is another factor that contributes to the weakening of the work force,
the result of the system itself but one whose solution is already beyond
the reach of a government to which any deep change might cost the loss
of its power.

So far, it does not seem that the vicious circle that keeps Cuban
workers and the whole of society in a motionless state will be broken in
the short term. The road to recovery will be long and tortuous, and will
only begin when the omnipotent power that has hijacked the nation for
almost 60 years disappears. Because without rights, there will be no
unions, and without unions there will be no force capable of
legitimately representing the interests of that endangered species that
was once called "the Cuban workers."

*(CTC): The Central Union of Cuban Workers [Central de Trabajadores de
Cuba] originated as the Confederation of Cuban Workers [Confederación de
Trabajadores de Cuba] in 1939. The original leaders of the organization
were forced to flee after Castro's seizure of power in 1959.

Translated by Norma Whiting

Source: Why We Don't Have A Lech Walesa In Cuba / 14ymedio, Miriam
Celaya – Translating Cuba -
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14ymedio, Miriam Celaya, Havana, 27 January 2017 — I recently had the opportunity to participate as guest in a forum held at Florida International University. Among other topics, the issue of labor rights in Cuba and the role of journalism in the defense of these rights were discussed. At first glance, the proposal does not … Continue reading "Why We Don’t Have A Lech Walesa In Cuba / 14ymedio, Miriam Celaya" Continue reading
Gandrilla Launches His Mandate at MINIT With New Orders / Juan Juan Almeida

Juan Juan Almeida, 24 January 2017 — Hours after the Obama
administration said good-bye to what was the "wet foot/dry foot" policy,
in Cuba the recently named Minister of the Interior, the new man in
charge of guarding the secrets and security of the State, Julio Cesar
Gandrilla Bermejo, orders a braking, a review and punishment of all
those officers who, in complying with the law, commit excesses and/or
abuses in their treatment of the population, of those charged,
imprisoned, and even those the government calls "members of little
counter-revolutionary groups."

The surprising directive not only comes within the framework of
normalizations of relations between the United States and Cuba, and also
appears at exactly the time when the uncertainty of many Cubans
was triggered when, out of the blue, they closed the valve and reduced
the escapes.

The news of the "wet foot/dry foot" repeal had barely been announced,
intended to stop the exodus of Cubans to the United States, but
the pressure within the island didn't wait. This opportune measure, or
opportunistic reaction, aims to take advantage of the change to protect
the system and national security, silence those who attack the
government showing the constant violations of individual justice, and
avoiding at all costs popular discontent.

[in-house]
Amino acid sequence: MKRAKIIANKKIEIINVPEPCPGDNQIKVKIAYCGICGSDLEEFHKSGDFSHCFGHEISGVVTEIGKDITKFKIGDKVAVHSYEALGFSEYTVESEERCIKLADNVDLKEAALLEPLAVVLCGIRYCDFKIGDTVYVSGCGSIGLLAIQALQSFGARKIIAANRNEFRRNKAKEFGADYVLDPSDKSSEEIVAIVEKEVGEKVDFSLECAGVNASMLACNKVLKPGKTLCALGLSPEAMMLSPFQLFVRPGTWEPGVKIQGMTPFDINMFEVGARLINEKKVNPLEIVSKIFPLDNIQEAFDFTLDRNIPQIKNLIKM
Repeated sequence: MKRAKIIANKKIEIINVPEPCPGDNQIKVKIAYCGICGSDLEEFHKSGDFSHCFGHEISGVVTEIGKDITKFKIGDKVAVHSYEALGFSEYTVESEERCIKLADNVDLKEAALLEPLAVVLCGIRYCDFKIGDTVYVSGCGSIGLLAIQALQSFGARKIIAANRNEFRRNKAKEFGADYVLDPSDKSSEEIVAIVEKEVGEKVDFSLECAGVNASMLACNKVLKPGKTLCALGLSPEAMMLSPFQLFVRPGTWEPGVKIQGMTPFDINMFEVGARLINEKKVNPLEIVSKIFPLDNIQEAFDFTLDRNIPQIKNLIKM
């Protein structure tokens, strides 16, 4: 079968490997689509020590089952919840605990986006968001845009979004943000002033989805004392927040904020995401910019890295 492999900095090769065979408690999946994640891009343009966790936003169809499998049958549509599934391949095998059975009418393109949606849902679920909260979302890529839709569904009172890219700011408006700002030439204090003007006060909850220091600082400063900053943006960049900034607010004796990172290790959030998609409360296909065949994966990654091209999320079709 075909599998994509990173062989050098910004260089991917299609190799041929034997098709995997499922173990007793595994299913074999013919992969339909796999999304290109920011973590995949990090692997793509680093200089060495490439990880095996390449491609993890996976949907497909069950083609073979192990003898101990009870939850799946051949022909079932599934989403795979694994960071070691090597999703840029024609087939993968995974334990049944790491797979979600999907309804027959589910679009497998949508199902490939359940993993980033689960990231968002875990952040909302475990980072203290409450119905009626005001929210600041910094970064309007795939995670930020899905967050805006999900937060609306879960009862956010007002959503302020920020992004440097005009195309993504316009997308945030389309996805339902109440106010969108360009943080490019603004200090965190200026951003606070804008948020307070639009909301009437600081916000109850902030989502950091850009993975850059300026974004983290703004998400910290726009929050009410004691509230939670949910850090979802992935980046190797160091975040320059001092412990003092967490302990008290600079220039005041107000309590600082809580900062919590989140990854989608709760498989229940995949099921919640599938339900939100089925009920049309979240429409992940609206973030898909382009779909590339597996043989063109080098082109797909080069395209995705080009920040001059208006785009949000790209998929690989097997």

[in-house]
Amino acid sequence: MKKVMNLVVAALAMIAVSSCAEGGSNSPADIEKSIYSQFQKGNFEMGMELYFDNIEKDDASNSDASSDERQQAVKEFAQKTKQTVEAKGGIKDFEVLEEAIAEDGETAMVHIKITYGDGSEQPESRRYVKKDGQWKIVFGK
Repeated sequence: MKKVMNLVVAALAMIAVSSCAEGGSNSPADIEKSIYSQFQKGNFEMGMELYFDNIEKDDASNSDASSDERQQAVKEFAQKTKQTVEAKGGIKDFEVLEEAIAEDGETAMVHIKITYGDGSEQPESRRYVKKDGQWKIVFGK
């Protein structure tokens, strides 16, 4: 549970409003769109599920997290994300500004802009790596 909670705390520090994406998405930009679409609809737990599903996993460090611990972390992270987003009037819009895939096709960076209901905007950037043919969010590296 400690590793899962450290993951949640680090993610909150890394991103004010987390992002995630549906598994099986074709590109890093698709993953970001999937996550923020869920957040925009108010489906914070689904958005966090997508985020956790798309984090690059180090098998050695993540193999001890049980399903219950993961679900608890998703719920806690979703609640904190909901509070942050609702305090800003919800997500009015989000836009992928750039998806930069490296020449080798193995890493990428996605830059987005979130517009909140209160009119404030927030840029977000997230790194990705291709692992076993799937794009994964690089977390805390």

Although today everything appears to be in Gandrilla's favor, some
turbulence of opinion arose among the officers who mocked the
vice-admiral saying that he is the only sailor who doesn't know how to
swim, and that his vertiginous ascent is due to a personal relationship
with general Raul Castro, who — after testing his trustworthiness as a
partner in marathon domino tournaments, and evaluating his active
participation in important hunts and risky fishing expeditions — first
appointed him chief of the Department of Personal Security (DSP) of the
Revolutionary Armed Forces (FAR) (which should not be confused with the
group of the same name in the Ministry of the Interior), and then made
him Chief of Military Counterintelligence (CIM), and later first vice
minister of the Ministry of the Interior and ultimately the Minister,
taking the same route as his predecessor, the deceased general Carlos
Fernandez Gondin.

Can the new minister enforce the new provision?

Julio César Gandarilla is a "cadre" of Raul's. He lives with a certain
modesty, along with his children (one a cardiologist and the other in
the military) at number 44 on La Torre Street in the capital district of
Nuevo Vedado, almost directly across from the building occupied for
years by the Castro Espín clan.

He is not known for excesses, he is a solitary man, suspicious, slow to
laugh and a good eater. It is opportune to know that when he was chief
of the CIM he came on the scene because of his critical interest in
reforming the methods that have created overflowing prisons in Cuba,
with a total absence of social rehabilitation for the prisoners.

Personally, I don't think he has the power to stop the repression, like
many, and with great care he may be able to control the excesses
committed by hundreds of repressors.

He has a great deal of experience in pursuing soldiers, comes from CIM
with a doctorate in Internal Control; but the Ministry of the Interior
is not the Revolutionary Armed Forces, it is one of those territories
where it is not easy to impose new norms.

Source: Gandrilla Launches His Mandate at MINIT With New Orders / Juan
Juan Almeida – Translating Cuba -
http://translatingcuba.com/gandrilla-launches-his-mandate-at-minit-with-new-orders-juan-juan-almeida/ Continue reading
Juan Juan Almeida, 24 January 2017 — Hours after the Obama administration said good-bye to what was the “wet foot/dry foot” policy, in Cuba the recently named Minister of the Interior, the new man in charge of guarding the secrets and security of the State, Julio Cesar Gandrilla Bermejo, orders a braking, a review and … Continue reading "Gandrilla Launches His Mandate at MINIT With New Orders / Juan Juan Almeida" Continue reading
Belkis Cantillo, Leader Of The Dignity Movement Released / 14ymedio, Luz
Escobar